Cyclists Aim to Ride 50km for bats in Big Bat Bike Ride - dressed as bats!
- Created: Wednesday, 25 October 2017 09:52
As Halloween approaches, local cyclists keen on our furry night-flying insect controllers are planning the Big Bat Bike Ride for October 29 dressed as bats. The goal is to raise awareness and funds about the plight of our bats and to collect pledges to adopt local bat colonies through the HAT for Bats Campaign.
Paige Erickson-McGee and Alanah Nasadyk are leading the Batty Bike Crew in costume on the 50 kilometre bike ride from Centennial Square to MyChosen Café in Metchosin, departing at 11:00am. Everyone is welcome to join, bat costumes are encouraged but optional. There is a 4 km pup ride from the Square along the Galloping Goose Trail to the Selkirk Trestle for those smaller riders, or join for all or part of the full 50 km ride to Metchosin and back.
“Who isn’t a little intrigued by bats? Our local bat populations are in trouble and they need our help. We can all make a difference to bats, and we hope to raise $1,000.00 for the HAT for Bats Campaign and spread the word about how important our bats are to us. They eat all those mosquitoes eating us! An important natural pest control” says Paige Erickson-McGee, co-leader of the Big Bat Bike Ride.
The funds raised will go towards the HAT for Bats Campaign, with the goal to raise at least $1,000.00 to protect local bat colonies at risk of being removed or destroyed.
Habitat Acquisition Trust is reaching out to the community with this campaign to continue its important work with local bats. You can support the HAT for Bats fundraiser by sponsoring a bat colony for $100.00, which covers the cost of building a bat house that can support up to 200 bats.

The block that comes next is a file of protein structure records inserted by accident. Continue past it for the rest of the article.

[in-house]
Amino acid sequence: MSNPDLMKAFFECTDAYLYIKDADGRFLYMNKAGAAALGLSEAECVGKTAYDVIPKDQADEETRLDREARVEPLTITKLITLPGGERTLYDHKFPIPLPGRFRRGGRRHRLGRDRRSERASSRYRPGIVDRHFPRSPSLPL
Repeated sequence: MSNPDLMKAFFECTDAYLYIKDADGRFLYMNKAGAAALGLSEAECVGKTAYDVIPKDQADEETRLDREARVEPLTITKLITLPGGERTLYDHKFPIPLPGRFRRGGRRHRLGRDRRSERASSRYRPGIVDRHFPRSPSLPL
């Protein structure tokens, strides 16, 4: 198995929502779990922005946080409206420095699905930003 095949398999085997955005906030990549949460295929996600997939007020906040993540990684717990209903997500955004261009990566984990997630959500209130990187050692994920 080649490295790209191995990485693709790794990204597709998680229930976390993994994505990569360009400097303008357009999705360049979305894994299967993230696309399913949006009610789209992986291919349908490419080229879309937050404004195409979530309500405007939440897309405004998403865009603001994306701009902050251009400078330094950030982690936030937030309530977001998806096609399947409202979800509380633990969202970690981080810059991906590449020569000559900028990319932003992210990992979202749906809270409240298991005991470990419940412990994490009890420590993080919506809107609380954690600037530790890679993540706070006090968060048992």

Community members can also team up with HAT to fundraise by collecting donations from their friends and neighbours, hosting their own mini-fundraiser event, or create a donation box to be carried during trick-or-treating.
Why do bats need homes? It can be tricky finding a safe place to live nowadays if you’re a bat. Habitat loss and loss of old dead trees due to development and deforestation have reduced bats’ options for finding suitable homes.
Three out of the ten bat species found on Vancouver Island are considered at risk of eventually being lost forever if they remain on their current trajectory. Habitat Acquisition Trust’s (HAT) Bat Stewardship Program helps people on South Vancouver Island and the Gulf Islands care for bats by providing bats with the habitat they need. Through the Bat Program HAT has collaborated with community members to install 90 bat boxes to provide safe bat habitat in our region.
Why are bats taking shelter in human-built structures? The primary reason is a loss of natural roosting habitat in the form of large old hollow trees. Many of these trees are removed during development or cleared in parks as a safety precaution to avoid injury by falling trees.
In the winter, local bats have been reported to hibernate in caves or abandoned mines, at specific locations on Southern Vancouver Island are unknown.
The Little Brown Bat (Myotis lucifugus) was emergency listed as Endangered on the federal Species at Risk Act (SARA) in 2014 because of sudden and dramatic declines across the eastern portions of the ranges.
These declines are the direct result of White-Nose Syndrome (WNS), a fungal disease that has killed millions of bats in eastern North America during their winter hibernation. It is currently not known to exist in bat colonies west of the Rockies, but detected in Washington State and expected to arrive in BC imminently.
Residents from Southern Vancouver Island are urged to contact Habitat Acquisition Trust at the BC Community Bat Program Hotline: 1-855-9BC-BATS ext 12 if bats are seen hibernating this winter.
“Programs like this have been in place to collect information from the public on bat populations in BC with the intention of aiding in the conservation of bats and their habitats” says Mandy Kellner, Coordinator of the BC Community Bat Program. “Reports from citizen scientists about bat hibernacula are extremely important for bat conservation in the province.”